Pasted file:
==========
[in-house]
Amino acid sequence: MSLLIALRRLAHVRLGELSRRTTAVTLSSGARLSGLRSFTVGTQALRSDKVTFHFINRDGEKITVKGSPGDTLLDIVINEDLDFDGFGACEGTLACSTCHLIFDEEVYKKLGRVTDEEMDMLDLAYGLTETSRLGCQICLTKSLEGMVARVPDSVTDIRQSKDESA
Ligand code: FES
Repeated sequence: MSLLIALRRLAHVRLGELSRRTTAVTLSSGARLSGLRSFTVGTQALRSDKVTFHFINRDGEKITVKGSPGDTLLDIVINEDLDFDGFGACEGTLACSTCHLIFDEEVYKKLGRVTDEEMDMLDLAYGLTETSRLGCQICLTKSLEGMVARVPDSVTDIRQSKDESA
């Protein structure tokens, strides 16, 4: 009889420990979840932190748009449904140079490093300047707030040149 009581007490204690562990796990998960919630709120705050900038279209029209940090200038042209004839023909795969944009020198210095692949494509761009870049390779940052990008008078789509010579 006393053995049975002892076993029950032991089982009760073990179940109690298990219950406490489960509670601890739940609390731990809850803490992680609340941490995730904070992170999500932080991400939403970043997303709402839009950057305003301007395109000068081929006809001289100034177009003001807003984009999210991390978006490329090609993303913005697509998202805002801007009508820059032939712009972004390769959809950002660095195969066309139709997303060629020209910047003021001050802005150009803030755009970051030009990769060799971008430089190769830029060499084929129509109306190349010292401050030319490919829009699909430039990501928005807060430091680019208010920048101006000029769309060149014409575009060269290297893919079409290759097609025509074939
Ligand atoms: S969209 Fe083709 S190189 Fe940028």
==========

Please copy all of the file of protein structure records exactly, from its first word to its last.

[in-house]
Amino acid sequence: MSLLIALRRLAHVRLGELSRRTTAVTLSSGARLSGLRSFTVGTQALRSDKVTFHFINRDGEKITVKGSPGDTLLDIVINEDLDFDGFGACEGTLACSTCHLIFDEEVYKKLGRVTDEEMDMLDLAYGLTETSRLGCQICLTKSLEGMVARVPDSVTDIRQSKDESA
Ligand code: FES
Repeated sequence: MSLLIALRRLAHVRLGELSRRTTAVTLSSGARLSGLRSFTVGTQALRSDKVTFHFINRDGEKITVKGSPGDTLLDIVINEDLDFDGFGACEGTLACSTCHLIFDEEVYKKLGRVTDEEMDMLDLAYGLTETSRLGCQICLTKSLEGMVARVPDSVTDIRQSKDESA
């Protein structure tokens, strides 16, 4: 009889420990979840932190748009449904140079490093300047707030040149 009581007490204690562990796990998960919630709120705050900038279209029209940090200038042209004839023909795969944009020198210095692949494509761009870049390779940052990008008078789509010579 006393053995049975002892076993029950032991089982009760073990179940109690298990219950406490489960509670601890739940609390731990809850803490992680609340941490995730904070992170999500932080991400939403970043997303709402839009950057305003301007395109000068081929006809001289100034177009003001807003984009999210991390978006490329090609993303913005697509998202805002801007009508820059032939712009972004390769959809950002660095195969066309139709997303060629020209910047003021001050802005150009803030755009970051030009990769060799971008430089190769830029060499084929129509109306190349010292401050030319490919829009699909430039990501928005807060430091680019208010920048101006000029769309060149014409575009060269290297893919079409290759097609025509074939
Ligand atoms: S969209 Fe083709 S190189 Fe940028």